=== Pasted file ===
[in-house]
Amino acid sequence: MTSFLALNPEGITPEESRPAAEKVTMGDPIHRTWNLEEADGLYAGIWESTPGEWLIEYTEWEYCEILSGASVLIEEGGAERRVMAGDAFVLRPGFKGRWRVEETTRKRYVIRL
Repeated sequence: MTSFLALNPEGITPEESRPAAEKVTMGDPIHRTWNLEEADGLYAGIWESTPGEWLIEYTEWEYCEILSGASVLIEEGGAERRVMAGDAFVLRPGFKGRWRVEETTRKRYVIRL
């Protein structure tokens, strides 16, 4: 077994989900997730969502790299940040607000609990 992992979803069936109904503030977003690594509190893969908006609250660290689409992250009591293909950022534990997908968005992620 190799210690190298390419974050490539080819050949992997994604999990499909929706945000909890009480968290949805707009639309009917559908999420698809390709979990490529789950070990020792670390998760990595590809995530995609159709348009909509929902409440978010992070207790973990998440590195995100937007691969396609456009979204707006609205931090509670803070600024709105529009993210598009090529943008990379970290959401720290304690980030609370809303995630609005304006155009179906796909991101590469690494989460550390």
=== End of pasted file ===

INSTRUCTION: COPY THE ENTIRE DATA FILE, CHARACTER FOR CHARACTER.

[in-house]
Amino acid sequence: MTSFLALNPEGITPEESRPAAEKVTMGDPIHRTWNLEEADGLYAGIWESTPGEWLIEYTEWEYCEILSGASVLIEEGGAERRVMAGDAFVLRPGFKGRWRVEETTRKRYVIRL
Repeated sequence: MTSFLALNPEGITPEESRPAAEKVTMGDPIHRTWNLEEADGLYAGIWESTPGEWLIEYTEWEYCEILSGASVLIEEGGAERRVMAGDAFVLRPGFKGRWRVEETTRKRYVIRL
């Protein structure tokens, strides 16, 4: 077994989900997730969502790299940040607000609990 992992979803069936109904503030977003690594509190893969908006609250660290689409992250009591293909950022534990997908968005992620 190799210690190298390419974050490539080819050949992997994604999990499909929706945000909890009480968290949805707009639309009917559908999420698809390709979990490529789950070990020792670390998760990595590809995530995609159709348009909509929902409440978010992070207790973990998440590195995100937007691969396609456009979204707006609205931090509670803070600024709105529009993210598009090529943008990379970290959401720290304690980030609370809303995630609005304006155009179906796909991101590469690494989460550390």